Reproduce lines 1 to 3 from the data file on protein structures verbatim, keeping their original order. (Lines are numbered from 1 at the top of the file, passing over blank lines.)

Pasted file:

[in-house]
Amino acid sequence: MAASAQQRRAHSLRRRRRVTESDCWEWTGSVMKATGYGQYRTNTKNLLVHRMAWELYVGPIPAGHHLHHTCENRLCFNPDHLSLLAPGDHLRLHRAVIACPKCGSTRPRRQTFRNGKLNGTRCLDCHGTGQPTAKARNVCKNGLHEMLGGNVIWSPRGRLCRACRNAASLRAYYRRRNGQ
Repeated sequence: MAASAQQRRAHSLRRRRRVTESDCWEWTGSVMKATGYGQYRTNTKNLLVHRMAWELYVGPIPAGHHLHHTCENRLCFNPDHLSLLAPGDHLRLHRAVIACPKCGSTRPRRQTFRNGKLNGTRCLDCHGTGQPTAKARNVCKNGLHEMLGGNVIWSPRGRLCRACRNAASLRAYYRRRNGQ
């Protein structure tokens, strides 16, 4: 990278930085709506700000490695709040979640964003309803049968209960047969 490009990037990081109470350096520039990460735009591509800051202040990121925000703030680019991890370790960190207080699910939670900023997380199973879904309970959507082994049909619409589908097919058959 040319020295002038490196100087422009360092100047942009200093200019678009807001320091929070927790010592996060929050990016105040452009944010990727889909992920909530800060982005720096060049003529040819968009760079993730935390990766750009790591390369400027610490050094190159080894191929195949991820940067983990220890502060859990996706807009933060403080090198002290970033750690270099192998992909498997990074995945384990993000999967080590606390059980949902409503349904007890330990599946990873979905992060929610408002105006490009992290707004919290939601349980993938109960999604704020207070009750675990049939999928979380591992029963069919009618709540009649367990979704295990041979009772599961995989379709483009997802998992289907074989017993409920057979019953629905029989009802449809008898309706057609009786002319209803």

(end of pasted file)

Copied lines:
[in-house]
Amino acid sequence: MAASAQQRRAHSLRRRRRVTESDCWEWTGSVMKATGYGQYRTNTKNLLVHRMAWELYVGPIPAGHHLHHTCENRLCFNPDHLSLLAPGDHLRLHRAVIACPKCGSTRPRRQTFRNGKLNGTRCLDCHGTGQPTAKARNVCKNGLHEMLGGNVIWSPRGRLCRACRNAASLRAYYRRRNGQ
Repeated sequence: MAASAQQRRAHSLRRRRRVTESDCWEWTGSVMKATGYGQYRTNTKNLLVHRMAWELYVGPIPAGHHLHHTCENRLCFNPDHLSLLAPGDHLRLHRAVIACPKCGSTRPRRQTFRNGKLNGTRCLDCHGTGQPTAKARNVCKNGLHEMLGGNVIWSPRGRLCRACRNAASLRAYYRRRNGQ